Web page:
With the Patriot League Swimming & Diving Championships getting underway this week, we caught up with Bison junior Chris Devlin, who is already one of the conference’s top swimmers.

Chris was the 2016 Patriot League Swimmer of the Meet — Bucknell’s first such honoree since 1993 — after winning the 200-yard backstroke and 400-yard individual medley. A year earlier, he won the 400 IM and was runner-up in the 200 back en route to PL Rookie of the Year honors. This year he enters the PL Championships with the league’s fastest time in the 200 back by nearly two full seconds.

The school record-holder in the 100 back, 200 back and 400 IM, Chris has also competed at some of the top national meets, including the 2016 U.S. Olympic Trials and the 2015 Phillips 66 National Championships.

Chris is an economics major from Dresher, Pennsylvania.


 

BB: You grew up with two brothers playing a variety of different sports. How did you get into swimming?

CD: It started out as a summer club thing. I started swimming when I was seven. The coach there was a great guy, and he really got me excited about swimming. Our family got to know him very well, so I would say he was the catalyst for my swimming career.

BB: At what point did it become clear that swimming was your best sport?

CD: I didn’t really start swimming year-round until I was a junior in high school. I did a little bit in the winter with my club team and then swam in the summer, but the spring and fall was soccer season. At the end of my sophomore year in high school, the coach sat me down and said, “We have a big season coming up, we think we can be really good, and we want you to be a part of this. We really want you to contribute, not just be on the team.” So I quit soccer the spring before my junior year, and my swimming really took off from there. I started making certain cuts that I never thought I would make. I went to Junior Nationals, I went to California a couple of times. Then after my senior year I made Olympic Trials. So from when I started swimming year-round to when I made Olympic Trials, it all happened in about an 18-month period.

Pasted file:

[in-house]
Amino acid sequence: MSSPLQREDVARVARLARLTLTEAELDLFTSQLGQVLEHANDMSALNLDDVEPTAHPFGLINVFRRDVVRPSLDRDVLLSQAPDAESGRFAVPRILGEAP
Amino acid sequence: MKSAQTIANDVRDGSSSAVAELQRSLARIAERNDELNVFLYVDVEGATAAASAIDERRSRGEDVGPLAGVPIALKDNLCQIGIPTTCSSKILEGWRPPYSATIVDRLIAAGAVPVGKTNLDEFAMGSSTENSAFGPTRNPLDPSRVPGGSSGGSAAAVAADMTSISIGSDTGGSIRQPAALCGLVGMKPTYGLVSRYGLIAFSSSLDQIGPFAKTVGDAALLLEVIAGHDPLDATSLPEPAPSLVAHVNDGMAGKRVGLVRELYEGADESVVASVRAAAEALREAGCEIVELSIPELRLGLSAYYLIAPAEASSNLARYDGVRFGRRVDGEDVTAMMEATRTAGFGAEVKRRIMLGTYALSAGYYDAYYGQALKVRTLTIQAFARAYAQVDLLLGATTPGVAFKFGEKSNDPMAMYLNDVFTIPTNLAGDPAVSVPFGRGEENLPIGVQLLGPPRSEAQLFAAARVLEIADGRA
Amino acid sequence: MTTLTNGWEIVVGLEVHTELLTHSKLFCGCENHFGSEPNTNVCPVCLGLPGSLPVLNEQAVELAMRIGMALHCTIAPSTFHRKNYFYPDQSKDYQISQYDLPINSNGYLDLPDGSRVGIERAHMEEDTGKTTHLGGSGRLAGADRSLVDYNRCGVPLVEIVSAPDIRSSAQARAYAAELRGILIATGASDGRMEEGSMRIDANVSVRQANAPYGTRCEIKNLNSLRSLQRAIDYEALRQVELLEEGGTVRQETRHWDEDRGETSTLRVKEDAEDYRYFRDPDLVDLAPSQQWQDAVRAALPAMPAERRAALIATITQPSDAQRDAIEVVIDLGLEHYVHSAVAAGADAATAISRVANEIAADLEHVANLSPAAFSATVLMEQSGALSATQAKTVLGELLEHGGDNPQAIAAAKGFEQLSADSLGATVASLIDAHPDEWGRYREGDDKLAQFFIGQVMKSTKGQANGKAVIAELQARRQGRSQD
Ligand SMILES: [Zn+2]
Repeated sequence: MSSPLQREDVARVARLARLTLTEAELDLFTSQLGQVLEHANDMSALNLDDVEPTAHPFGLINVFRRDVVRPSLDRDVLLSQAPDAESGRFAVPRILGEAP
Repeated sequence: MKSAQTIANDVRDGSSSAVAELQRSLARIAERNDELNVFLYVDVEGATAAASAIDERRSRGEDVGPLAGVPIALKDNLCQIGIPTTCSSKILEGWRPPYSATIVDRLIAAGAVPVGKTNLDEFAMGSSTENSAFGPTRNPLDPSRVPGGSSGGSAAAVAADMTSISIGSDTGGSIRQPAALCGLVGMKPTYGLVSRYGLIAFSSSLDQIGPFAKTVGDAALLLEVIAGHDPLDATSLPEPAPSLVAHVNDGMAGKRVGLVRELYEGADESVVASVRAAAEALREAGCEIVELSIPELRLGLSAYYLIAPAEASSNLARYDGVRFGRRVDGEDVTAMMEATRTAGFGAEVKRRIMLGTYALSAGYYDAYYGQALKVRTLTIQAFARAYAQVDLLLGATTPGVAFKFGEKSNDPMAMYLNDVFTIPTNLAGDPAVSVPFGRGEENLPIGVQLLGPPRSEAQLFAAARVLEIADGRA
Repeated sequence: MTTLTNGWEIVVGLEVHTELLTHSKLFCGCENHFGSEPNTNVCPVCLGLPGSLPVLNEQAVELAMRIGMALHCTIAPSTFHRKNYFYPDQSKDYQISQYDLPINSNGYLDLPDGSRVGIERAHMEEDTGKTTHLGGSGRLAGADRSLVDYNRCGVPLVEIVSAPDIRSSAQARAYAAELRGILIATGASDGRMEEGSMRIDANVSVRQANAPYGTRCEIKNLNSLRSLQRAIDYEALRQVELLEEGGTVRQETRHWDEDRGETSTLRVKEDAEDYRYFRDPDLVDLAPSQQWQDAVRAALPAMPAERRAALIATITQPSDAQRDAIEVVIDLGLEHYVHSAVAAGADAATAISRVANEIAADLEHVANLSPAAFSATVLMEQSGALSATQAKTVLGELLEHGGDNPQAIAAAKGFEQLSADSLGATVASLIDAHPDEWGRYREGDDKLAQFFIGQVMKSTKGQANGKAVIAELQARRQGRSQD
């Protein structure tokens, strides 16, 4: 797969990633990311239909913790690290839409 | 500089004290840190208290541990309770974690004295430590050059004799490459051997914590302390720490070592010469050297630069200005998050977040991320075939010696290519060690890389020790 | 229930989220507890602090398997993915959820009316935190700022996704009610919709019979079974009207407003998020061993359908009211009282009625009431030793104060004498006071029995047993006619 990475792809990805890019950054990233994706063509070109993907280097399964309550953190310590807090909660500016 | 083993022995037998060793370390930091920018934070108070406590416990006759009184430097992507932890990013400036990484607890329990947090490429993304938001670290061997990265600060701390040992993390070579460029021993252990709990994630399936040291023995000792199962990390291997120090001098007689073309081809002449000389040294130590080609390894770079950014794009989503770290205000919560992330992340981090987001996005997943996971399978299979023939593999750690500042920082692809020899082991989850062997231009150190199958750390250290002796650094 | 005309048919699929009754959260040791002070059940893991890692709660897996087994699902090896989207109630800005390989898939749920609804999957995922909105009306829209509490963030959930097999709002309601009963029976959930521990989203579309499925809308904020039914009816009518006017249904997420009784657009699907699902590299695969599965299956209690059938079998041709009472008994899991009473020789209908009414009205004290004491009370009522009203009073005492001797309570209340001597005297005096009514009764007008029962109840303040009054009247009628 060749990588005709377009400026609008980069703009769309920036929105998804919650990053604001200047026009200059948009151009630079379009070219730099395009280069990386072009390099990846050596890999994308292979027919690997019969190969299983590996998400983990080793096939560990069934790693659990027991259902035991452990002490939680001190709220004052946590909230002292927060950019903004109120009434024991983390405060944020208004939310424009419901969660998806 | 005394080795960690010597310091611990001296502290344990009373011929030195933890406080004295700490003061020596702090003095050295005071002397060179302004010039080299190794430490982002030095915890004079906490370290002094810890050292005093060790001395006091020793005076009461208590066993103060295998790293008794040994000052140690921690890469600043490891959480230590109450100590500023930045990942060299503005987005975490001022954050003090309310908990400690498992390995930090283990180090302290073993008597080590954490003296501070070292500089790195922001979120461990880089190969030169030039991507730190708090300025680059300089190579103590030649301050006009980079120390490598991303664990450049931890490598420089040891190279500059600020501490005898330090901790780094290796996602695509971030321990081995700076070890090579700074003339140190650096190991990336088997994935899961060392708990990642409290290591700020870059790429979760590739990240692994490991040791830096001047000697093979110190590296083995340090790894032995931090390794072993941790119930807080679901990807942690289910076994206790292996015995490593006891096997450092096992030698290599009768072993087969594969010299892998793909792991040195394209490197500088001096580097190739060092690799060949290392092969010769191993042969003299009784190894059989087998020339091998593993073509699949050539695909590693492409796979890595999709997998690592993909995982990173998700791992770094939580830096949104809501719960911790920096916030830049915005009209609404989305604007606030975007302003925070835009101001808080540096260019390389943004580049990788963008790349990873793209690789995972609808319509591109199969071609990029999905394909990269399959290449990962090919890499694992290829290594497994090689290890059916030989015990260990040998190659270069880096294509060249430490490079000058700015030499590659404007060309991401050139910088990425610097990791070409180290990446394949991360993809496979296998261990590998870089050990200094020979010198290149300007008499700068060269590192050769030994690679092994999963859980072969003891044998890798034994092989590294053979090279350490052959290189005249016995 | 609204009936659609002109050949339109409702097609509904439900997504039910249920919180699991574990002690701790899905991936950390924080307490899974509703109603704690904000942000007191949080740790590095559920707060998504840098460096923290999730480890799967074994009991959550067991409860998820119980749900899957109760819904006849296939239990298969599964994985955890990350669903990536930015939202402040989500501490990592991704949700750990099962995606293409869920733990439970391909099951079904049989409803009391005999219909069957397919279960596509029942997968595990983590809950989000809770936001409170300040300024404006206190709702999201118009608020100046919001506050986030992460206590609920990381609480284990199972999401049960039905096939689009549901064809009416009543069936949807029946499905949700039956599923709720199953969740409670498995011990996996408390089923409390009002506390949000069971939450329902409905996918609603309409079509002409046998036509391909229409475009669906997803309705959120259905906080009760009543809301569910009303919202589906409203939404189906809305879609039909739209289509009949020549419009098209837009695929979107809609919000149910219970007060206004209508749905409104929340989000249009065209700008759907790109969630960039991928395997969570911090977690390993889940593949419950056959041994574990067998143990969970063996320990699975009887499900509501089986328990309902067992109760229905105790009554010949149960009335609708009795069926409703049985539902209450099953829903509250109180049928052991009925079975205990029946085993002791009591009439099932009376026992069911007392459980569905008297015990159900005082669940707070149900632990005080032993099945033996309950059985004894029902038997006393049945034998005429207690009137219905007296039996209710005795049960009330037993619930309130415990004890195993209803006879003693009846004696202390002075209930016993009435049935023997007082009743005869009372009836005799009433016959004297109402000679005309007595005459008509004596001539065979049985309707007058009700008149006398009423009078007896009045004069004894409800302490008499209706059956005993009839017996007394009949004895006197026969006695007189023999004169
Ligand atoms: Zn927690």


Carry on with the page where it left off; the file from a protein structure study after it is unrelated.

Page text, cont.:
BB: What was the key? Was it simply more training? Refining your strokes?

CD: It was really just more time spent in the water. I never knew how much time you needed to put in to get good and see those improvements. I was always splitting sports, so focusing only on swimming made the difference. I got better technique-wise, I put more effort into outside-the-pool stuff like lifting and building my life around school and swimming. I put all my eggs in one basket, and it paid off for me.

BB: You had a chance to swim at Kinney Natatorium as a high schooler at the PIAA state championship meet and even won the state title in the 200 free as a senior. What was that experience like?

CD: I swam here my junior and senior year. I didn’t make states my sophomore year, and that’s one of the things that pushed me. I had committed to Bucknell in the fall of my senior year, so I knew the coaches and saw them when I was here. Some of my teammates now told me that they came to the meet just to watch the PA kids, which was really cool. I didn’t even know them yet, but it was cool that they wanted to come watch me. It was neat standing on the podium after I won the 200 free, knowing that this was about to become my pool.

BB: How did the recruiting process go?

CD: Dan [Schinnerer] identified me from the first day. Coaches are allowed to talk to recruits on July 1 after your junior year. I was working as a lifeguard, and when I got off my shift I saw I had a missed call. I called back and it was Dan, and we had a great conversation. I came here on a recruiting trip and really fell in love with it. Sometimes you just have that feeling when you see a school, and that’s what it was like for me. I could really picture myself at Bucknell. The team was great, the coaches were great, the school was great, and obviously the facilities are top-notch, so it all just kind of fit. I couldn’t be happier.

BB: You have had the chance to swim in both short-course and long-course competitions. Is there a difference in your training?

CD: I think there is a little more preparation for long course just because we don’t swim it all the time. Most people when they think of swimming, at least collegiately, it’s all short course. The rest of the world competes in meters, but we compete in yards. But I like long course. I have always tried to balance it out. Turns are such a big part of short course, whereas long course you have to swim more. They are just very different. So you almost have to treat it like a second season. When the college season ends, we switch the pool around and start preparing for the summer meets, which are all long course.